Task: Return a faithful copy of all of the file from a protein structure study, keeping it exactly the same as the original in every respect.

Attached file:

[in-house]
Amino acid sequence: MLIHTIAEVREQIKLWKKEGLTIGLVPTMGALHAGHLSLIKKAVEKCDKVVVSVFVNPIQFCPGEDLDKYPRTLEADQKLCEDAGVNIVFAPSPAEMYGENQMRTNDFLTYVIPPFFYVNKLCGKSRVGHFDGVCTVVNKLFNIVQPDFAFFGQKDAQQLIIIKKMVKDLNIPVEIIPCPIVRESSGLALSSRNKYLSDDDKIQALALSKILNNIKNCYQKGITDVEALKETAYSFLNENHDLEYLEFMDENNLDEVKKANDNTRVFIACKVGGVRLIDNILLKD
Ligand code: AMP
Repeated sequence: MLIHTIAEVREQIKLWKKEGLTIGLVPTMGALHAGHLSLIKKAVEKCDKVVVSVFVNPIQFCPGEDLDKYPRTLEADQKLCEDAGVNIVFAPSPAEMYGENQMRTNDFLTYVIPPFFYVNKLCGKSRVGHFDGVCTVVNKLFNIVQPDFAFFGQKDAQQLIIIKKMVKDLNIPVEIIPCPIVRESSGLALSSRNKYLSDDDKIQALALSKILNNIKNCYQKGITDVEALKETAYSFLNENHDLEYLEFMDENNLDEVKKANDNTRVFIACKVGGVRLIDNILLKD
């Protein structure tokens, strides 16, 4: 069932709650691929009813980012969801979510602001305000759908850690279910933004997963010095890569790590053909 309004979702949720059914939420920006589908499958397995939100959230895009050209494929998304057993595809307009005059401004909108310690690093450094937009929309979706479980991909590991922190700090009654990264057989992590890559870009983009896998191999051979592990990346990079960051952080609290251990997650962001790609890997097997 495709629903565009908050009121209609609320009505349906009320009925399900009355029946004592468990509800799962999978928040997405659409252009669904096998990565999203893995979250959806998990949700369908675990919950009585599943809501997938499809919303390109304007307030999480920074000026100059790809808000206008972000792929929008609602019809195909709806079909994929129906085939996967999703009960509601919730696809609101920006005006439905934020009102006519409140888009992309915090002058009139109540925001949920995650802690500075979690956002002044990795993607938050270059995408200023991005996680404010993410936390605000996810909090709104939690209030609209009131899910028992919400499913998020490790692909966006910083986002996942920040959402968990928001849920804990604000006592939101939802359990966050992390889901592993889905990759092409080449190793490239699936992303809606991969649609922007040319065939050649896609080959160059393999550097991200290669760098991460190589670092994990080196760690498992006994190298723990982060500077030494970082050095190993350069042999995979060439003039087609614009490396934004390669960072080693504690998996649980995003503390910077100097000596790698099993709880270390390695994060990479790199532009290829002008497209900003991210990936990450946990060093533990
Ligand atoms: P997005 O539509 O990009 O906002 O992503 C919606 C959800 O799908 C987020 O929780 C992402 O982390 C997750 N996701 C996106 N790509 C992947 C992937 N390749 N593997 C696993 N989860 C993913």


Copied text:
[in-house]
Amino acid sequence: MLIHTIAEVREQIKLWKKEGLTIGLVPTMGALHAGHLSLIKKAVEKCDKVVVSVFVNPIQFCPGEDLDKYPRTLEADQKLCEDAGVNIVFAPSPAEMYGENQMRTNDFLTYVIPPFFYVNKLCGKSRVGHFDGVCTVVNKLFNIVQPDFAFFGQKDAQQLIIIKKMVKDLNIPVEIIPCPIVRESSGLALSSRNKYLSDDDKIQALALSKILNNIKNCYQKGITDVEALKETAYSFLNENHDLEYLEFMDENNLDEVKKANDNTRVFIACKVGGVRLIDNILLKD
Ligand code: AMP
Repeated sequence: MLIHTIAEVREQIKLWKKEGLTIGLVPTMGALHAGHLSLIKKAVEKCDKVVVSVFVNPIQFCPGEDLDKYPRTLEADQKLCEDAGVNIVFAPSPAEMYGENQMRTNDFLTYVIPPFFYVNKLCGKSRVGHFDGVCTVVNKLFNIVQPDFAFFGQKDAQQLIIIKKMVKDLNIPVEIIPCPIVRESSGLALSSRNKYLSDDDKIQALALSKILNNIKNCYQKGITDVEALKETAYSFLNENHDLEYLEFMDENNLDEVKKANDNTRVFIACKVGGVRLIDNILLKD
């Protein structure tokens, strides 16, 4: 069932709650691929009813980012969801979510602001305000759908850690279910933004997963010095890569790590053909 309004979702949720059914939420920006589908499958397995939100959230895009050209494929998304057993595809307009005059401004909108310690690093450094937009929309979706479980991909590991922190700090009654990264057989992590890559870009983009896998191999051979592990990346990079960051952080609290251990997650962001790609890997097997 495709629903565009908050009121209609609320009505349906009320009925399900009355029946004592468990509800799962999978928040997405659409252009669904096998990565999203893995979250959806998990949700369908675990919950009585599943809501997938499809919303390109304007307030999480920074000026100059790809808000206008972000792929929008609602019809195909709806079909994929129906085939996967999703009960509601919730696809609101920006005006439905934020009102006519409140888009992309915090002058009139109540925001949920995650802690500075979690956002002044990795993607938050270059995408200023991005996680404010993410936390605000996810909090709104939690209030609209009131899910028992919400499913998020490790692909966006910083986002996942920040959402968990928001849920804990604000006592939101939802359990966050992390889901592993889905990759092409080449190793490239699936992303809606991969649609922007040319065939050649896609080959160059393999550097991200290669760098991460190589670092994990080196760690498992006994190298723990982060500077030494970082050095190993350069042999995979060439003039087609614009490396934004390669960072080693504690998996649980995003503390910077100097000596790698099993709880270390390695994060990479790199532009290829002008497209900003991210990936990450946990060093533990
Ligand atoms: P997005 O539509 O990009 O906002 O992503 C919606 C959800 O799908 C987020 O929780 C992402 O982390 C997750 N996701 C996106 N790509 C992947 C992937 N390749 N593997 C696993 N989860 C993913």